An interesting problem.......and my ramblings are attached. If I understand your situation correctly: your “on board” RV generator starts and after the short time delay the transfer switch operates to cutover to gen power. Is this when the GFCI trips? Once fully cutover and running on gen power you can reset the GFCI and it functions and powers its loads normally and can be manually tripped as well? Nothing else has changed in your coach AC electrical system that would explain the GFCI trip; AC loads on the GFCI, moisture, wiring changes etc. ?
My understanding is that the RV AC panel must not have ground and neutral bonded together. The requirement for a single point of ground and neutral bonding comes from the shore power source (when connected to shore power). I suspect that most “on board” RV gen sets have their neutral and ground wires bonded at the generator somewhere, so that when the transfer switch cuts over to the generator, that single point of ground and neutral bond still applies (supplied by the generator).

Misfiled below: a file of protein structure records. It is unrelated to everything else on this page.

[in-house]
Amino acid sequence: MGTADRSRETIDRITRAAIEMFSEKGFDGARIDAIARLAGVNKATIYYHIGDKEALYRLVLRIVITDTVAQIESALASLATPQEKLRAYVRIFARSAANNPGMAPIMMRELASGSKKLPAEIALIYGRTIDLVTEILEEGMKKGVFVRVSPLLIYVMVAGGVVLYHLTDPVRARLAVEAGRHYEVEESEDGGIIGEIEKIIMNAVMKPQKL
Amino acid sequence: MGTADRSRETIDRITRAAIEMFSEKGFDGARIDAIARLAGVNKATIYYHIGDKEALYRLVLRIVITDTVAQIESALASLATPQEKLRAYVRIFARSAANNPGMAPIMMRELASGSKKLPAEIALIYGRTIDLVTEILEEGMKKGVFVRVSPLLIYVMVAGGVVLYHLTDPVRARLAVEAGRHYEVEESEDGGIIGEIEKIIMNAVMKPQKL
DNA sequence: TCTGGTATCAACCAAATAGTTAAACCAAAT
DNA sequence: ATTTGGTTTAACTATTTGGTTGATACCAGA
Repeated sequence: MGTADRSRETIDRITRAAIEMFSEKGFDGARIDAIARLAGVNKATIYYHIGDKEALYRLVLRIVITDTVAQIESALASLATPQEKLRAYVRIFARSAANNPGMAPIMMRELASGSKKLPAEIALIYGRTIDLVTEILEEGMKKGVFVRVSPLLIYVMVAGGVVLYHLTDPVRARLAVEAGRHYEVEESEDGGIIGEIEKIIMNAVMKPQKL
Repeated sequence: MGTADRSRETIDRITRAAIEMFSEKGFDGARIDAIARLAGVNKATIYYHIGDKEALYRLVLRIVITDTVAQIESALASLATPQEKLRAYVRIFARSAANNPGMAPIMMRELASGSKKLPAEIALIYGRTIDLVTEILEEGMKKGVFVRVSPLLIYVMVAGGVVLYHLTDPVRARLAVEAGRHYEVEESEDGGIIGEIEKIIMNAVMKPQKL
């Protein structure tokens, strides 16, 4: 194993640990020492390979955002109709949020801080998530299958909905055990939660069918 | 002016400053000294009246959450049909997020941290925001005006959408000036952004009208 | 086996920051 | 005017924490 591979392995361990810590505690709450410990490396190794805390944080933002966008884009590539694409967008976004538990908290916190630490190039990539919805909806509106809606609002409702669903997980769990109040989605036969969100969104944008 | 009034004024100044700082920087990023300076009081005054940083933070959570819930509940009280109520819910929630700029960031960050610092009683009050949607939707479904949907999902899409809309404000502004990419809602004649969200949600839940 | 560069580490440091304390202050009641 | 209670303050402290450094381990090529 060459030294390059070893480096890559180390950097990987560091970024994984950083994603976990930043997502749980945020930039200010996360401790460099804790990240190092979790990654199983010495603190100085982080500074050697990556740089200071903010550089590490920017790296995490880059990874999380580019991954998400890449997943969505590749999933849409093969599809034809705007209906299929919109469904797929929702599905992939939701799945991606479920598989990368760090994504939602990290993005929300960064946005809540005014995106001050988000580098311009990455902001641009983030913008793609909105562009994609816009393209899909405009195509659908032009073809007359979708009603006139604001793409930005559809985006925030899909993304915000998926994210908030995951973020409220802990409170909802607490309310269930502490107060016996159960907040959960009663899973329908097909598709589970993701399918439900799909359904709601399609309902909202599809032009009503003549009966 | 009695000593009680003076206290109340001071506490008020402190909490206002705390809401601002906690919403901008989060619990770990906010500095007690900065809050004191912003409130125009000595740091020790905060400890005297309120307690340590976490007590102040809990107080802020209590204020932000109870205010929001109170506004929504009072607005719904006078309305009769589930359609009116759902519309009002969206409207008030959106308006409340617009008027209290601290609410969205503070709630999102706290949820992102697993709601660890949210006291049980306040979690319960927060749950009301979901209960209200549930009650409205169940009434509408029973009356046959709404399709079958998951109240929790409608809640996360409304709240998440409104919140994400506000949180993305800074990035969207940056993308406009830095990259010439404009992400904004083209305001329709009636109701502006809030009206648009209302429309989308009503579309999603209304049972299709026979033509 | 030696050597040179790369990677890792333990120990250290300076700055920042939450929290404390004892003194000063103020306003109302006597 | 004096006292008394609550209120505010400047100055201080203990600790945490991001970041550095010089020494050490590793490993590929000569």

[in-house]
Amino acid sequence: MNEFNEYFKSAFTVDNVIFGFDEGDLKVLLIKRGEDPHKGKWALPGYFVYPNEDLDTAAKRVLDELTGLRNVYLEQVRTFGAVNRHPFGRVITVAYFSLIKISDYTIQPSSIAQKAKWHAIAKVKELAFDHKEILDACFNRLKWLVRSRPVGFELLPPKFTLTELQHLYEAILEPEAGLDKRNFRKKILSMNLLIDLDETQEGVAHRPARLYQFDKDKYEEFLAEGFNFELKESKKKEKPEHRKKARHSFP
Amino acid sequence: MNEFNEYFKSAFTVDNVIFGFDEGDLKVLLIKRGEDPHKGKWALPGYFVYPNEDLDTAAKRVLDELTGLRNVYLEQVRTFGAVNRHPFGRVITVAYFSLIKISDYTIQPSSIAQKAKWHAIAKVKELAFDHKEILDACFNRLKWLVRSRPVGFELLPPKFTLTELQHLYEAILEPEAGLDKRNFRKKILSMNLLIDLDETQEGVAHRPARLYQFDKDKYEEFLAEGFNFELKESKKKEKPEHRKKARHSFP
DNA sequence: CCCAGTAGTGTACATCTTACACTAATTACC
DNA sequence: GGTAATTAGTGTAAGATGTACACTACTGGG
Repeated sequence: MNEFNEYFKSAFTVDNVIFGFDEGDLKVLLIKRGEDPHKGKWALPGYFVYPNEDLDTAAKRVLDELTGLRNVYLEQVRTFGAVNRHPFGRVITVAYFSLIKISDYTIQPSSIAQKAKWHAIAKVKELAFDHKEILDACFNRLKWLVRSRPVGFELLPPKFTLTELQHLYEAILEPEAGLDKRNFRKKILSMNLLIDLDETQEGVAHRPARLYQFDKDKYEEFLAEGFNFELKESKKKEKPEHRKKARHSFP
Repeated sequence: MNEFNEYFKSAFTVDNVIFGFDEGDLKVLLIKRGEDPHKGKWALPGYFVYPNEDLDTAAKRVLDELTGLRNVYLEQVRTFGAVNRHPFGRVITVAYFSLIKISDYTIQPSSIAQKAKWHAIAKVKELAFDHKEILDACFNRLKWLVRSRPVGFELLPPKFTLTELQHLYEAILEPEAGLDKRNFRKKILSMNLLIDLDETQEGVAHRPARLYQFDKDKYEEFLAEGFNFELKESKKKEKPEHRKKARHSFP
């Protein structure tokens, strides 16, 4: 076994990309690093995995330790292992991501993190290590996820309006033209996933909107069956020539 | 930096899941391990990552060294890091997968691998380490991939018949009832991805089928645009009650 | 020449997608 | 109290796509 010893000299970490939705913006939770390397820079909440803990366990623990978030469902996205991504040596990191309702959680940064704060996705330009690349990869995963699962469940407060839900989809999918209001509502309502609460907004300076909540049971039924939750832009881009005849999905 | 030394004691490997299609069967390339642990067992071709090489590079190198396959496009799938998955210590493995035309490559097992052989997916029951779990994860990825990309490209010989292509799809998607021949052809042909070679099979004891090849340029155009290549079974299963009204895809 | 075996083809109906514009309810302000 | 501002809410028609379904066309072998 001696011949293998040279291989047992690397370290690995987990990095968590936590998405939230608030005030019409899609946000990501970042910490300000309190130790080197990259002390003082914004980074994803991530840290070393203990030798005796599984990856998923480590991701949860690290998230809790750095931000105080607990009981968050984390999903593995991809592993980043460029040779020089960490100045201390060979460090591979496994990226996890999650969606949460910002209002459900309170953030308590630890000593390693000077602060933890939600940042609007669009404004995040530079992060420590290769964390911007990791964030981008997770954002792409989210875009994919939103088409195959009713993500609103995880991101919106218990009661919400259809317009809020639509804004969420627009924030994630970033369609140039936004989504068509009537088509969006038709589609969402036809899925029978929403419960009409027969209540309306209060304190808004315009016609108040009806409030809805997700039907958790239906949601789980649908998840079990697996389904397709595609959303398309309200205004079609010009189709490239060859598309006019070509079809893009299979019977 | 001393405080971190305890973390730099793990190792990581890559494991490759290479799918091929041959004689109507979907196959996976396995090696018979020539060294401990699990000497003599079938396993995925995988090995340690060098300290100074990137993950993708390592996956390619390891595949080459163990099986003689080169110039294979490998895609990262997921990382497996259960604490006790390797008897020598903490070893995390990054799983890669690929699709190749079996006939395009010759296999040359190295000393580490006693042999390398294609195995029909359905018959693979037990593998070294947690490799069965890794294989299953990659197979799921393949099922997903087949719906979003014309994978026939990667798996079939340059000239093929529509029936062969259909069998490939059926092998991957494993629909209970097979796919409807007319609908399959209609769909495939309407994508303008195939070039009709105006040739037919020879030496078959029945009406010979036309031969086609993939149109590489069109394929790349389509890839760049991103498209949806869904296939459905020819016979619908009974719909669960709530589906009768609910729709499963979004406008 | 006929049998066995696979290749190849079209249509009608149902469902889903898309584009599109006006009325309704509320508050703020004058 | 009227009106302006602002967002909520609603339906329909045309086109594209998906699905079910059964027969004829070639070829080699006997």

So if your GFCI trips during the initial transfer switch operation, but can be reset and operates normally after the gen is powering the coach AC loads, then something would seem not correct during the actual transfer operation......like maybe in the transfer switch the hot contact makes before the neutral contact makes to the generator feed. This might look to the GFCI like current is flowing from hot to ground for an instant when transfer switch contacts are in transition. Once both hot and neutral contacts are fully closed to the gen feed, then normal hot and neutral current flows allowing the GFCI to be reset and function normally. So is it possible for the transfer switch contacts (hot and neutral) to no longer make at essentially the same time? Not sure.....perhaps if the hot contact has a build up of contact deposits and the neutral is burned or pitted down from long use under high load? A head scratcher.